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Remote Workflows: A Lasting Effect or a Passing Fad?

KTLA remote production
(Image credit: KTLA)

Play along with me for one moment. The pandemic is over. Lockdowns, social distancing, hand-sanitizing stations and masks are in the rearview mirror.

The question facing TV management now is whether to continue their remote workflows or to return to what was normal prior to the outbreak. Should reporters, news producers and editors once more huddle around each other in the newsroom and collaborate on stories? Or, should they continue to work remotely? Ditto for master control and traffic, the engineering department and the business office.

Working in favor of the lasting-effect side of the argument is the ongoing rethink of long-held beliefs at stations prompted by the disease. For example, news management now takes the cloud and virtualized workflows seriously whereas in the past these were considered “out-there-on-the-horizon” and largely mentally tabled for future consideration.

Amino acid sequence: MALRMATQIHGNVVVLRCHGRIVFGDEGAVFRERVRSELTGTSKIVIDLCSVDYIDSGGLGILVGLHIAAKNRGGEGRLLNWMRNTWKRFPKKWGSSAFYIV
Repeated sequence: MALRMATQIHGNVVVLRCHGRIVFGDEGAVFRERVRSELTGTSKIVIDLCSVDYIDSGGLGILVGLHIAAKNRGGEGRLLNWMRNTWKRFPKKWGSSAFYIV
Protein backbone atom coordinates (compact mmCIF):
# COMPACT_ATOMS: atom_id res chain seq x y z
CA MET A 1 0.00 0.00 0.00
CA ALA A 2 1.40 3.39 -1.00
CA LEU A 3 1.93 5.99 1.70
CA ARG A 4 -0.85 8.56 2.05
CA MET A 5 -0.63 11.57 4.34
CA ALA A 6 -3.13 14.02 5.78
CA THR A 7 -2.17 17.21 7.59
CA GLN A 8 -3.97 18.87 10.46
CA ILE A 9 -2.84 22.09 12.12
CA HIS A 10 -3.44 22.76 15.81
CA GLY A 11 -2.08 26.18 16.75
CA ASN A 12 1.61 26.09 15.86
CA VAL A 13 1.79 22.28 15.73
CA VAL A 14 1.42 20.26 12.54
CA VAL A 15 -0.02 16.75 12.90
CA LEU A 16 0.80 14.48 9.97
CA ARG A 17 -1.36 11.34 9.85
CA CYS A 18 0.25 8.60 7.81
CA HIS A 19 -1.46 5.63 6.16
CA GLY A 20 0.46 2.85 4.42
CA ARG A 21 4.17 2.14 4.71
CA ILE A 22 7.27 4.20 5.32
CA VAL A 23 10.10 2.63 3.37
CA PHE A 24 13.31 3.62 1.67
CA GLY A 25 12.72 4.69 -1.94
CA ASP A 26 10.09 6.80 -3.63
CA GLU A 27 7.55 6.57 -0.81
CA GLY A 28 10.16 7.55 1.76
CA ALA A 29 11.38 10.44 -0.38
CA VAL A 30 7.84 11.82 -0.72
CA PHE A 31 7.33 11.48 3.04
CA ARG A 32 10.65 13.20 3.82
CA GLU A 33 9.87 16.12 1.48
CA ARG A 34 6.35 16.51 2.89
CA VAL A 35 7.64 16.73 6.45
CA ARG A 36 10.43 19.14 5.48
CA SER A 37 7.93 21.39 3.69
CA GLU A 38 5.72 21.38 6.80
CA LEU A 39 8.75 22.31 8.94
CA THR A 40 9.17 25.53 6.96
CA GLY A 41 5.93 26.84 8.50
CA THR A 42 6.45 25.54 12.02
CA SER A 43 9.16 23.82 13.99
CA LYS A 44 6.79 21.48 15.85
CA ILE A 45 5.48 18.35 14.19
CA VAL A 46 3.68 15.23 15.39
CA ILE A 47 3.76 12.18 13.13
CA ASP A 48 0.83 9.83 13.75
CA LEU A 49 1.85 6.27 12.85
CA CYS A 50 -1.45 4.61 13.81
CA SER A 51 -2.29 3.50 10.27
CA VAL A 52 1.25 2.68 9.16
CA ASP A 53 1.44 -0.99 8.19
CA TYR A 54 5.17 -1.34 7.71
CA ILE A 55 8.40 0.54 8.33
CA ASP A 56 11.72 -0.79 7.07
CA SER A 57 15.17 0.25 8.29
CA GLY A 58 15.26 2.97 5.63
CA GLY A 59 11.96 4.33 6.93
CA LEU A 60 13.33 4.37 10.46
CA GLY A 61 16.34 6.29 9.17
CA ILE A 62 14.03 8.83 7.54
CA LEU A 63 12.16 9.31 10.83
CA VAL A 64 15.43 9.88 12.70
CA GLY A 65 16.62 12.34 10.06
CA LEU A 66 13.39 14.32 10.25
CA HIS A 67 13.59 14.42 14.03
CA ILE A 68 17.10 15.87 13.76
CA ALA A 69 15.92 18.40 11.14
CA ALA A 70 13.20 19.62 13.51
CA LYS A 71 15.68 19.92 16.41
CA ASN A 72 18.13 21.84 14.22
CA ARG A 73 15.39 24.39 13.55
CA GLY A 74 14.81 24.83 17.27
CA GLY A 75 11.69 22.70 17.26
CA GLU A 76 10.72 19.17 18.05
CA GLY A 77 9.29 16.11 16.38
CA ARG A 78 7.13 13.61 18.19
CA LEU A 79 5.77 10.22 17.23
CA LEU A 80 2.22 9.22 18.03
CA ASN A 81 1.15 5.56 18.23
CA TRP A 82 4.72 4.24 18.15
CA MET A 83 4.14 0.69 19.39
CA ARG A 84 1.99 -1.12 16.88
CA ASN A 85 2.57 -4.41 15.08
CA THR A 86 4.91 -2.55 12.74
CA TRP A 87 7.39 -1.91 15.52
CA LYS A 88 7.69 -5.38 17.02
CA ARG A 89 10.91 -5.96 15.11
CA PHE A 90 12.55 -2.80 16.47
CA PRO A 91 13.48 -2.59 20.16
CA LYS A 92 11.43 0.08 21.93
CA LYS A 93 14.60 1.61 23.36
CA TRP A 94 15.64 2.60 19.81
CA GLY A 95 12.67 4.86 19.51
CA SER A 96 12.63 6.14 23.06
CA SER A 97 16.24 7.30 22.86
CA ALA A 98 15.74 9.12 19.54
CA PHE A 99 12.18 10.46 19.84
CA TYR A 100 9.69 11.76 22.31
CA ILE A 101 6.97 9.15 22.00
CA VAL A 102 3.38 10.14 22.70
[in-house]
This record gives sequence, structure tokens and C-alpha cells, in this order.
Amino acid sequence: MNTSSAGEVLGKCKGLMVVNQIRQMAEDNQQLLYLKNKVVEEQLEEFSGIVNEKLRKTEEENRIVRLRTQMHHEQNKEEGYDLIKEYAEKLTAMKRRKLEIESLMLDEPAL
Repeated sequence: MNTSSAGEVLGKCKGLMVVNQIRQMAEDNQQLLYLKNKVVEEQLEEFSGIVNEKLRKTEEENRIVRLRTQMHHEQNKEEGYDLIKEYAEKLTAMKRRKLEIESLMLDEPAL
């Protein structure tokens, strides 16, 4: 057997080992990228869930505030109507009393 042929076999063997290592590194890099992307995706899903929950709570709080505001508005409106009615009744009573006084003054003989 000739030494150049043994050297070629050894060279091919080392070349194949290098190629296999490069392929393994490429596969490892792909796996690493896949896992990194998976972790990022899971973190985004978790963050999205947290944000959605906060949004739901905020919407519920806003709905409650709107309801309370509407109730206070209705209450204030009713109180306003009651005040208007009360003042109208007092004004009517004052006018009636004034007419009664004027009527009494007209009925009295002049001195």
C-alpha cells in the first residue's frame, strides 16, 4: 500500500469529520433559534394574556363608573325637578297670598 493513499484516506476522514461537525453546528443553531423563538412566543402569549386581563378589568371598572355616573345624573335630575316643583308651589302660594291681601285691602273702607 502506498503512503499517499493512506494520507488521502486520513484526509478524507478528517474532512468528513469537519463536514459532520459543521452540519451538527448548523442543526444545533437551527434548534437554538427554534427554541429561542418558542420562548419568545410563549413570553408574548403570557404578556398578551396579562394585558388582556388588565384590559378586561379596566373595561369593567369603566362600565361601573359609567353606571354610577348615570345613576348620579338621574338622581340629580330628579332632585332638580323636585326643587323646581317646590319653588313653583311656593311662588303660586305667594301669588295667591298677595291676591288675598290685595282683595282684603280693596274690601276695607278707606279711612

It’s conceivable that NRCS systems and all of their features can and will be virtualized and run in the cloud giving reporters and others working at home or in the field access to the same tools they have on their station workstations. It’s also possible to imagine production control room functions transitioning as virtual equivalents in the cloud. The same can be said for the weather forecasting and graphics tools station meteorologists rely upon.

All of these alternatives to in-person workflows have the potential to benefit stations in one way or another—whether it’s greater efficiency, lower costs and in the case of news, higher story counts.

On the other side of the argument, it’s not hard to see why people will want to return to the in-person normal they’ve experienced their whole working lives—except for the past year. That’s especially true in news where collaborating closely with colleagues on stories was once a given. Much the same could be said for most other station departments.

It’s hard to predict which way things will break when COVID-19 is finally a memory. Perhaps what’s most likely is a mix—one in which managers look to blend the best aspects of both.

Phil Kurz

Phil Kurz is contributing editor to TV Technology